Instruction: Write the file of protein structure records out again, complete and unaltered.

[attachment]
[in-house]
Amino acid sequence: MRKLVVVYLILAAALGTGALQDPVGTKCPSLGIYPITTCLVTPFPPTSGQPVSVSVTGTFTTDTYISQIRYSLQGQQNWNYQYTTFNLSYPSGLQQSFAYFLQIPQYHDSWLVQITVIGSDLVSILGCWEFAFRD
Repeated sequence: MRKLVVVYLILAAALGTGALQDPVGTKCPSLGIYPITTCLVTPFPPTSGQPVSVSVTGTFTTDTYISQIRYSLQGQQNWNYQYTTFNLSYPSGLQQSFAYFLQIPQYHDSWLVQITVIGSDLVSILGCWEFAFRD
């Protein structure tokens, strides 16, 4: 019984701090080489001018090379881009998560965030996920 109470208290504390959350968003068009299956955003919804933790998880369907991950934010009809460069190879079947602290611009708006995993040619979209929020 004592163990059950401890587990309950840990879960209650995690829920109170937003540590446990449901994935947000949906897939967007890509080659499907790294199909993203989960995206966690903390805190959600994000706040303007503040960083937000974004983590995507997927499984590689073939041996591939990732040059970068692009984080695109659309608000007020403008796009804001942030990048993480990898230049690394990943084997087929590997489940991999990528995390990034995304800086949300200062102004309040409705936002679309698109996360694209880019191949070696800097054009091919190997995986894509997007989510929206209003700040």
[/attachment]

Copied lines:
[in-house]
Amino acid sequence: MRKLVVVYLILAAALGTGALQDPVGTKCPSLGIYPITTCLVTPFPPTSGQPVSVSVTGTFTTDTYISQIRYSLQGQQNWNYQYTTFNLSYPSGLQQSFAYFLQIPQYHDSWLVQITVIGSDLVSILGCWEFAFRD
Repeated sequence: MRKLVVVYLILAAALGTGALQDPVGTKCPSLGIYPITTCLVTPFPPTSGQPVSVSVTGTFTTDTYISQIRYSLQGQQNWNYQYTTFNLSYPSGLQQSFAYFLQIPQYHDSWLVQITVIGSDLVSILGCWEFAFRD
């Protein structure tokens, strides 16, 4: 019984701090080489001018090379881009998560965030996920 109470208290504390959350968003068009299956955003919804933790998880369907991950934010009809460069190879079947602290611009708006995993040619979209929020 004592163990059950401890587990309950840990879960209650995690829920109170937003540590446990449901994935947000949906897939967007890509080659499907790294199909993203989960995206966690903390805190959600994000706040303007503040960083937000974004983590995507997927499984590689073939041996591939990732040059970068692009984080695109659309608000007020403008796009804001942030990048993480990898230049690394990943084997087929590997489940991999990528995390990034995304800086949300200062102004309040409705936002679309698109996360694209880019191949070696800097054009091919190997995986894509997007989510929206209003700040």